Kyle: Anti Cimex…Scandinavian Jawbreaker
Dan: So we found some people, got Sarah (who was the second vocalist) and started playing. We’ve been through all the changes in the band and the line-ups and it’s just become what it is now. It is what it is
MHM: The new album, Interminable Night, has been released on Southern Lord. I spoke with Greg Anderson about this a few months ago and he was pretty excited. How did that relationship come to be and how it is working out for you?
Luca: After we released Aporia on Prank, the style of our music was going more towards death metal (and further from the) crust sound of the beginning. Aporia was already pretty heavy for Prank Records and we knew that Prank (might) not interested…because the style of the music. We released tapes, two demo tapes, one that came out in 2010 and it was called Interminable Night and it had three songs. We hooked up with Jeff, the same guy we recorded the other albums with. We made 150 copies and we were just selling them at shows. We didn’t even send them out to anybody. And then Greg got one of the tapes from someone, somehow and he really liked it. He sent us an e-mail and at the time we were releasing our second demo tape and he offered to put them on a CD. Agipunk had already offered to do an LP. So everything came together. So far it’s been good. We are just in the beginning of relationship, but so far so good.
MHM: Was changing from ‘hardcore/crust’ to more a ‘death metal’ sound a conscious decision? Is it just where the band went? And how does Acephalix differ from Vastum (Dan, Kyle and Luca’s other death metal band)?
Kyle: Musically (Acephalix and Vastum) are very different. Acephalix has a lot more punk kinda death metal in it than Vastum and it is more high energy. Vastum is kinda moodier and slower and totally different vibes.
Dan: It was an intuitive thing; I think it was a conscious decision to start playing death metal but it was something we were certainly feeling. It wasn’t just cerebral, like ‘oh, let’s do this’. We were feeling it…
Luca: We have a more solid line-up; we had a chance to realize the sound we want.
Dan: And there’s always been death metal influence in Acephalix. There’s been bands like Master and Deathstrike and Swedish bands who have a lot of punk in their death metal and they come from the punk scene. It’s not a big stretch because they have crusty punk esthetics to some extent.
MHM: I haven’t had a chance to read any lyrics; can you explain the lyrical themes and philosophy behind Acephalix?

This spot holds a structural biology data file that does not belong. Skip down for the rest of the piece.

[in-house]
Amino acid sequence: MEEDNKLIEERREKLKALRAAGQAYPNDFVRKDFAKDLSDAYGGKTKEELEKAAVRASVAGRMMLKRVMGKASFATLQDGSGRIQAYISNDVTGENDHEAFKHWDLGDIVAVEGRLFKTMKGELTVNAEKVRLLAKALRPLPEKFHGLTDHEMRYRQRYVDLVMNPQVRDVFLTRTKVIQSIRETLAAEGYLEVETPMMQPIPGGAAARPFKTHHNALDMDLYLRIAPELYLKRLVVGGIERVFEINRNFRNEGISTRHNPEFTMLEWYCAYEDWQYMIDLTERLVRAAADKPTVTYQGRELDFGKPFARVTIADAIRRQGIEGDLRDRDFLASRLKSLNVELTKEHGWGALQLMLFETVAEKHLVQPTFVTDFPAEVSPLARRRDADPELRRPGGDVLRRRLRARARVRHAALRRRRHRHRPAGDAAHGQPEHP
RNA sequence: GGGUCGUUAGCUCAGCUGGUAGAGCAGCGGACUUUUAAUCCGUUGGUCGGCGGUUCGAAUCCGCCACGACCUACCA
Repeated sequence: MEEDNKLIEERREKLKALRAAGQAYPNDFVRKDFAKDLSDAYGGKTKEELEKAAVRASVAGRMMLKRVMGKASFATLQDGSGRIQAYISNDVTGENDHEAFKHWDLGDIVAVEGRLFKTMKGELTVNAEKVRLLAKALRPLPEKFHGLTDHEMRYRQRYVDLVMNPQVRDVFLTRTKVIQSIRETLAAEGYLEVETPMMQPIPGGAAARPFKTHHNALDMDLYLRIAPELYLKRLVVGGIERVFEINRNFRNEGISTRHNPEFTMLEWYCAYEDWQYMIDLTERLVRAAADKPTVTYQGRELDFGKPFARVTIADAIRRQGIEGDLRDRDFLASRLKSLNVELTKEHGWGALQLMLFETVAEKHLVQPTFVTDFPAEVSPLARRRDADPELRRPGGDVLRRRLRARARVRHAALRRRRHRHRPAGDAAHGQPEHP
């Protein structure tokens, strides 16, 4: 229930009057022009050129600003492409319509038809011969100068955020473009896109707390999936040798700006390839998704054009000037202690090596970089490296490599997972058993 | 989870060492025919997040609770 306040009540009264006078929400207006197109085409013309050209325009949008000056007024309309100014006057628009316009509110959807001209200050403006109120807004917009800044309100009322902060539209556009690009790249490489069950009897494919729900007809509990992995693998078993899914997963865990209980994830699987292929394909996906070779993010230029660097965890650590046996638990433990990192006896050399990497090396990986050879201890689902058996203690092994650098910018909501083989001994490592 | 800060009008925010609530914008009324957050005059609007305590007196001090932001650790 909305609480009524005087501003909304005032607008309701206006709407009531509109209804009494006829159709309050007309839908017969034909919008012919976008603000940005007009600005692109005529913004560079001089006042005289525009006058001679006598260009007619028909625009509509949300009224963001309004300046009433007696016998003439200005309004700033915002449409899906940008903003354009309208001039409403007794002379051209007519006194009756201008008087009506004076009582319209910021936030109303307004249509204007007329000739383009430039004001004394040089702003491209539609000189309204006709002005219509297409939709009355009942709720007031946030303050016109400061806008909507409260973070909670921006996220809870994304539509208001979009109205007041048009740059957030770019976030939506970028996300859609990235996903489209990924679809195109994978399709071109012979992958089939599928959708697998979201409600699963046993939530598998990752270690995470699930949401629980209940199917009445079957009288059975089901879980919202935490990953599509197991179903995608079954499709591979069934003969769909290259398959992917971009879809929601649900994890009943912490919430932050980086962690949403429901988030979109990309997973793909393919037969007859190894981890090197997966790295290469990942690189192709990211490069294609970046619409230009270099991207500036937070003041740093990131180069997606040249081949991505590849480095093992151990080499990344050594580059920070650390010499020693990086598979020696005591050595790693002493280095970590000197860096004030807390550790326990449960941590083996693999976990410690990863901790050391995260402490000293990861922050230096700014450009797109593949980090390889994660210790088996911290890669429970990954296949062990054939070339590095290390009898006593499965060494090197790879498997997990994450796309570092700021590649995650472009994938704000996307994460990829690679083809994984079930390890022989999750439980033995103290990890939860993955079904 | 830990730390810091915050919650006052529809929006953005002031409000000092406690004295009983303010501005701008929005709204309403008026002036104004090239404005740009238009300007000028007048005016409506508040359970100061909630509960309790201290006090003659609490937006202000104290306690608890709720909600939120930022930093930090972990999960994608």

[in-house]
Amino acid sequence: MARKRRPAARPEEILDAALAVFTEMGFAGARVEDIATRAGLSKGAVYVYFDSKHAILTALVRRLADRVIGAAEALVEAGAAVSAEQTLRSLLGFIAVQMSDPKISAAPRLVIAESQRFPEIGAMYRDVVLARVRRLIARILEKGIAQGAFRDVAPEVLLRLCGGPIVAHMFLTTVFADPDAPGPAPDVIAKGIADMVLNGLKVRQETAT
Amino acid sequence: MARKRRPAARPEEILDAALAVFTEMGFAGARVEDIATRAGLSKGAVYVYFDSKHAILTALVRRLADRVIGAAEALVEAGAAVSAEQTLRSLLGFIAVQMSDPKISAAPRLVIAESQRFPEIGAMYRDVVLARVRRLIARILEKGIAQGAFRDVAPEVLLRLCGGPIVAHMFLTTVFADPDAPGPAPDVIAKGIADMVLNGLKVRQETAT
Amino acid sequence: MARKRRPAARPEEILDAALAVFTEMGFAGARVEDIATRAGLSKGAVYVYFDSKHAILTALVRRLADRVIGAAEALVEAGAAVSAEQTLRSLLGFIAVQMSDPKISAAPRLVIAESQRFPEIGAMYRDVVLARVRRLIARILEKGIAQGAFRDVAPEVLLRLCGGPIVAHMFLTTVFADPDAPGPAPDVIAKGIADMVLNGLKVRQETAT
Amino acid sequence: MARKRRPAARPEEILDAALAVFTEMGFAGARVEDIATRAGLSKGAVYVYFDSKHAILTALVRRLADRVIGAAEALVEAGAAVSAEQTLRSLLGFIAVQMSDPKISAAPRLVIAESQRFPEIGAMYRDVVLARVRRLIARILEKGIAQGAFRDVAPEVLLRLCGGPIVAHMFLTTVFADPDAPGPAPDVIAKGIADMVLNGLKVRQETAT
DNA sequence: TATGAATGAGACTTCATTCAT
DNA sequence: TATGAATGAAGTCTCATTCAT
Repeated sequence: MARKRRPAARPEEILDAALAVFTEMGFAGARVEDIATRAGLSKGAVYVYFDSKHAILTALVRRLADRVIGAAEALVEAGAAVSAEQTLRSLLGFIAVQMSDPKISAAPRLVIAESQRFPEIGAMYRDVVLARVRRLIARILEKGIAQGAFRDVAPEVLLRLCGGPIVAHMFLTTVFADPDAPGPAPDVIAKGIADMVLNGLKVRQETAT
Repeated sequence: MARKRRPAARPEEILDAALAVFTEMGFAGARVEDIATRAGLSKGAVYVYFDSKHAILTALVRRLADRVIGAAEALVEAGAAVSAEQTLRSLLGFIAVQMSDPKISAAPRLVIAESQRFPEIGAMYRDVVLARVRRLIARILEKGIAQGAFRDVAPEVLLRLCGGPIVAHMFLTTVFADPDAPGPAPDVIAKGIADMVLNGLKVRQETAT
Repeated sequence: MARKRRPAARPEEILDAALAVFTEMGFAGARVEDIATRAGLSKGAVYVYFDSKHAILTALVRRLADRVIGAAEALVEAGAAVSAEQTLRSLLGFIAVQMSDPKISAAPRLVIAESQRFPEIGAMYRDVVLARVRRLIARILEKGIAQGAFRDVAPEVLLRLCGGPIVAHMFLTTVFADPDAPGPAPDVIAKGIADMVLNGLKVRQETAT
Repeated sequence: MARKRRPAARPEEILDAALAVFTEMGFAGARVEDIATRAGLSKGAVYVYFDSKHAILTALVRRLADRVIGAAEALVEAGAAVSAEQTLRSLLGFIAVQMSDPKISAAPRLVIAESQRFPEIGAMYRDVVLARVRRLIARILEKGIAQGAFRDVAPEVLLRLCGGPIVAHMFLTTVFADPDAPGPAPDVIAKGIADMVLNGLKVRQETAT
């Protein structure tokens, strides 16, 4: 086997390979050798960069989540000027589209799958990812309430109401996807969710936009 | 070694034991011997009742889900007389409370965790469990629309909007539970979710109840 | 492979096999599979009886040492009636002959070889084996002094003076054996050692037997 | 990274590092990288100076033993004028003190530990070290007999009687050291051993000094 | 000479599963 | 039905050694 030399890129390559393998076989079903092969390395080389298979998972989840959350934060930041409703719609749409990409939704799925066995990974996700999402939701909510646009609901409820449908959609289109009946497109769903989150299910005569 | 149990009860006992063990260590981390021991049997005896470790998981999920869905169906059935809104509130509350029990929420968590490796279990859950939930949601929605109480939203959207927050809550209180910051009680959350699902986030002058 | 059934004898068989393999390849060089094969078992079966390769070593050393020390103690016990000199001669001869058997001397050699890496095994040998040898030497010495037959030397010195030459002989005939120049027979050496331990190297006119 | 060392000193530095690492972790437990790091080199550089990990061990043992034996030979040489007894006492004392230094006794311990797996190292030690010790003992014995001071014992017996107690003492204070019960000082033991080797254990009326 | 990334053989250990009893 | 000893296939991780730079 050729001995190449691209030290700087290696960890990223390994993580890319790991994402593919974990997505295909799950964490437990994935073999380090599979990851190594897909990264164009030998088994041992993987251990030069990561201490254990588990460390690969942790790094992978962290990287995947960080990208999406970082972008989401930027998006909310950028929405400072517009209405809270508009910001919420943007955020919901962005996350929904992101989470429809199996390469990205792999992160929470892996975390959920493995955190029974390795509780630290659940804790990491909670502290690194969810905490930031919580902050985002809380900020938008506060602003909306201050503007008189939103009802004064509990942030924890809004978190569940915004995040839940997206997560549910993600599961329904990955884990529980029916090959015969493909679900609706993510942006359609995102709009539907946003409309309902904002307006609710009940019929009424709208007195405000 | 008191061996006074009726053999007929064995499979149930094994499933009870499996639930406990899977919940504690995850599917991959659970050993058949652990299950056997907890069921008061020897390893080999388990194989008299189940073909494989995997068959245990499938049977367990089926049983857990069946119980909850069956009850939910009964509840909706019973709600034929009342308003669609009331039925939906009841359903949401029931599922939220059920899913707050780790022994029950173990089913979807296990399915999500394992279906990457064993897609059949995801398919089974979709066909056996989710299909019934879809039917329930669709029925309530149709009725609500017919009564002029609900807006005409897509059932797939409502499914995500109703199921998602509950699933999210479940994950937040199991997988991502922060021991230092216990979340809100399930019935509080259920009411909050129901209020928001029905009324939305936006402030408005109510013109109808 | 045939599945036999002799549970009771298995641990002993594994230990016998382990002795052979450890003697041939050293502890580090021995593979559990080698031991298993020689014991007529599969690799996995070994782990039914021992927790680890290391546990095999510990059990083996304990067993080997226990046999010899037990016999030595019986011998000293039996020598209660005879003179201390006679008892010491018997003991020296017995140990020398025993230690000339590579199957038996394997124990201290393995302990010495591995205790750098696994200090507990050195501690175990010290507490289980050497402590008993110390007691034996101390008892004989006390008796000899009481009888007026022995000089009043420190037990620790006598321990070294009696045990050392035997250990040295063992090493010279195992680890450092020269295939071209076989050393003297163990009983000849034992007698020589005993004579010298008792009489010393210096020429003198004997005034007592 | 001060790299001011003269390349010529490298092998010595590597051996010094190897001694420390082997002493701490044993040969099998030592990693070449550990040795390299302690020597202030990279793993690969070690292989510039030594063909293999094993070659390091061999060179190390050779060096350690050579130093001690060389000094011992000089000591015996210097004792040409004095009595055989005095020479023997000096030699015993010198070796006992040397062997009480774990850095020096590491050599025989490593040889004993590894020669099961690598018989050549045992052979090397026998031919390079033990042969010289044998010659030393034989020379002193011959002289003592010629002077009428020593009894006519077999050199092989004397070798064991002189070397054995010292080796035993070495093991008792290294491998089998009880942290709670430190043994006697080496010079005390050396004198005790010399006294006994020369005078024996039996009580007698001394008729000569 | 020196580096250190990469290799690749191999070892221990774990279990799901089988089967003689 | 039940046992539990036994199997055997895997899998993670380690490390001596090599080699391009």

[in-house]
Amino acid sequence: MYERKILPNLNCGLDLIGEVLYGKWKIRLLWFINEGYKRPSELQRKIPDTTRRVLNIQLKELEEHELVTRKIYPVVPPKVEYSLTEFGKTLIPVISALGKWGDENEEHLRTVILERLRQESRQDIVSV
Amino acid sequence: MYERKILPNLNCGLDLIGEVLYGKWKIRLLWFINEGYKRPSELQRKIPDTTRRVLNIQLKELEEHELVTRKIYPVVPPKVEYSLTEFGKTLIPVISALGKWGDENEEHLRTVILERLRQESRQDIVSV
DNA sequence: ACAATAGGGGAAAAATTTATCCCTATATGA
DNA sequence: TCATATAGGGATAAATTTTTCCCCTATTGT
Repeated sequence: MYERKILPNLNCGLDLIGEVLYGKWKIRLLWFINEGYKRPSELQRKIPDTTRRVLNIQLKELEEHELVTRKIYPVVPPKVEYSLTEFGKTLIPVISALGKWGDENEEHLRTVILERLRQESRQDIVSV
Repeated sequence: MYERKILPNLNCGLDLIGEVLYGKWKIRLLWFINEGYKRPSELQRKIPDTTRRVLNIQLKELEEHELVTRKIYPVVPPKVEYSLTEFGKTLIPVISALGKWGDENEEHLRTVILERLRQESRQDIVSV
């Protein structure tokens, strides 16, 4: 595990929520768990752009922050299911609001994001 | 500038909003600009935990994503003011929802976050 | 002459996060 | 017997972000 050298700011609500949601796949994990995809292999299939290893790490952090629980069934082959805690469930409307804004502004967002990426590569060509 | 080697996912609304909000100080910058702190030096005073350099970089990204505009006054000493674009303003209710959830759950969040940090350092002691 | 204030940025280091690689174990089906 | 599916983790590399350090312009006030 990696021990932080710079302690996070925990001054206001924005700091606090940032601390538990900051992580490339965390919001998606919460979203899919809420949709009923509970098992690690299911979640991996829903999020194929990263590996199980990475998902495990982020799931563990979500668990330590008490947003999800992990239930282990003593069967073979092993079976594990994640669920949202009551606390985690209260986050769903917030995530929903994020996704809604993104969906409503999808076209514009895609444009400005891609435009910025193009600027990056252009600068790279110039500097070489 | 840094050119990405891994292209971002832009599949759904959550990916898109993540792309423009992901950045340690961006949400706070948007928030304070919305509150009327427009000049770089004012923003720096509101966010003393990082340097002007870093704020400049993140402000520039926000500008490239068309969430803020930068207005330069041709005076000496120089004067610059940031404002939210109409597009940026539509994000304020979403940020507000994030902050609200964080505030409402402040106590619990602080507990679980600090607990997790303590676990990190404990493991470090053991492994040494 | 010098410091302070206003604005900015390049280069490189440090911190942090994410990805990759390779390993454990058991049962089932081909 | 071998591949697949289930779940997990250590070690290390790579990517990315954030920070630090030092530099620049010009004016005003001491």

Dan: Both bands (Acephalix/Vastum) have similar lyrical themes and revolve around similar ideas. In general it would be revolving around the death of the ego; the death of self…’the horrors of psychic life’ is a phrase that sums that up pretty well. Acephalix come from a French journal started by George Bataille. So a lot of it centers around the concepts and themes and ideas that he wrote about. Literature on Bataille or written by him. Or people he was influenced by….different mystics. Christian mystics, Hindu mystics (Deathless Master)…that’s the kind of stuff we write about..
MHM: Who have been your biggest advocates in the Bay Area? Bands, artists, venues, bars, promoters?
Luca: Definitely Ken (Ken Sanderson of Prank Records)
Luca: More than anyone, Jeff Leppard.
Kyle: (Jeff) has worked on all our recordings except for our single. He makes it affordable for us, he works with us and he’s really good.
Luca: We didn’t have to pay for our Prank (material), but after that we recorded those tapes ourselves and Jeff made it affordable for us. We didn’t have the money to record but he’s really into us.
Dan: Leila from Saros, she was a really big advocate early on…how we ended up playing with her in Vastum.
Luca: She was pretty much coming to see us every time we were playing in the city or Oakland.
Dan: Some other local promoters are really supportive of us. Of more recent people…Dispirit, you know…has been supportive and encouraging…asking us to play shows. There are other people, but those are the ones coming to mind.
Luca: We have had lots of help. We have never really had to ask for anything. People were always getting involved.
Luca/Dan: Undergang have been amazing on this tour. They have made the tour…without them we would have…(shake their heads)
MHM: What’s next for Acephalix?
Luca: We just finished recording the new record (for Southern Lord). We are going to finish the mix when we get back and it’s gonna come out in Sept/Oct and we are gonna go to Europe for a month on a tour that Agipunk organized for us. And then we’ll keep doing what we do.